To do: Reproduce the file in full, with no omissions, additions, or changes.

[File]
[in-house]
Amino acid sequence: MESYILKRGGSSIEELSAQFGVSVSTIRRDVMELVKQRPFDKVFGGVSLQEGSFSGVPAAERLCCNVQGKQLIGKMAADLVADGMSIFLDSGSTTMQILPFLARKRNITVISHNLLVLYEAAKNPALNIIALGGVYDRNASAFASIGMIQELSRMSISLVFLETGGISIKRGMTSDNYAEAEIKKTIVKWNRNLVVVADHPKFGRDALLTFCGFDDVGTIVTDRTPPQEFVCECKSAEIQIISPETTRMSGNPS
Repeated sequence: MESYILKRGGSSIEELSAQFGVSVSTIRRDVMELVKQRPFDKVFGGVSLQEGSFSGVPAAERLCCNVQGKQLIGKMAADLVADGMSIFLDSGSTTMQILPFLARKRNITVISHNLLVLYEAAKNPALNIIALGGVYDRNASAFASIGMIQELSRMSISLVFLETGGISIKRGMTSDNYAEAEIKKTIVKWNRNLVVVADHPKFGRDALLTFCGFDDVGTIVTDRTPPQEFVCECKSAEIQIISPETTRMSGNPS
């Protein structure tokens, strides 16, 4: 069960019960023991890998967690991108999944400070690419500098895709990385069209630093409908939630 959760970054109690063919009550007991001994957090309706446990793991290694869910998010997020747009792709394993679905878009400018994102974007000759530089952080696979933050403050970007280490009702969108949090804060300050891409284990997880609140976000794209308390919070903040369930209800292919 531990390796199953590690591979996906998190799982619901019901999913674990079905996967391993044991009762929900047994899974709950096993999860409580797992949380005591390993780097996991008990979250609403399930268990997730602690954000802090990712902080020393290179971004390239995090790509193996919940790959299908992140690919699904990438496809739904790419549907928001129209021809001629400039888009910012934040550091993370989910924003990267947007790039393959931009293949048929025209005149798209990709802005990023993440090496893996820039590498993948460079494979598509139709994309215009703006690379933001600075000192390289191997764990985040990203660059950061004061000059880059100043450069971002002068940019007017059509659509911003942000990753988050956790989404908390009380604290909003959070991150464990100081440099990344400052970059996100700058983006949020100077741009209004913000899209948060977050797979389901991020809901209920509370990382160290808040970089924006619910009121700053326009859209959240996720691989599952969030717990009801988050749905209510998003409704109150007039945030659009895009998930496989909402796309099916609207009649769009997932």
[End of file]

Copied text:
[in-house]
Amino acid sequence: MESYILKRGGSSIEELSAQFGVSVSTIRRDVMELVKQRPFDKVFGGVSLQEGSFSGVPAAERLCCNVQGKQLIGKMAADLVADGMSIFLDSGSTTMQILPFLARKRNITVISHNLLVLYEAAKNPALNIIALGGVYDRNASAFASIGMIQELSRMSISLVFLETGGISIKRGMTSDNYAEAEIKKTIVKWNRNLVVVADHPKFGRDALLTFCGFDDVGTIVTDRTPPQEFVCECKSAEIQIISPETTRMSGNPS
Repeated sequence: MESYILKRGGSSIEELSAQFGVSVSTIRRDVMELVKQRPFDKVFGGVSLQEGSFSGVPAAERLCCNVQGKQLIGKMAADLVADGMSIFLDSGSTTMQILPFLARKRNITVISHNLLVLYEAAKNPALNIIALGGVYDRNASAFASIGMIQELSRMSISLVFLETGGISIKRGMTSDNYAEAEIKKTIVKWNRNLVVVADHPKFGRDALLTFCGFDDVGTIVTDRTPPQEFVCECKSAEIQIISPETTRMSGNPS
């Protein structure tokens, strides 16, 4: 069960019960023991890998967690991108999944400070690419500098895709990385069209630093409908939630 959760970054109690063919009550007991001994957090309706446990793991290694869910998010997020747009792709394993679905878009400018994102974007000759530089952080696979933050403050970007280490009702969108949090804060300050891409284990997880609140976000794209308390919070903040369930209800292919 531990390796199953590690591979996906998190799982619901019901999913674990079905996967391993044991009762929900047994899974709950096993999860409580797992949380005591390993780097996991008990979250609403399930268990997730602690954000802090990712902080020393290179971004390239995090790509193996919940790959299908992140690919699904990438496809739904790419549907928001129209021809001629400039888009910012934040550091993370989910924003990267947007790039393959931009293949048929025209005149798209990709802005990023993440090496893996820039590498993948460079494979598509139709994309215009703006690379933001600075000192390289191997764990985040990203660059950061004061000059880059100043450069971002002068940019007017059509659509911003942000990753988050956790989404908390009380604290909003959070991150464990100081440099990344400052970059996100700058983006949020100077741009209004913000899209948060977050797979389901991020809901209920509370990382160290808040970089924006619910009121700053326009859209959240996720691989599952969030717990009801988050749905209510998003409704109150007039945030659009895009998930496989909402796309099916609207009649769009997932």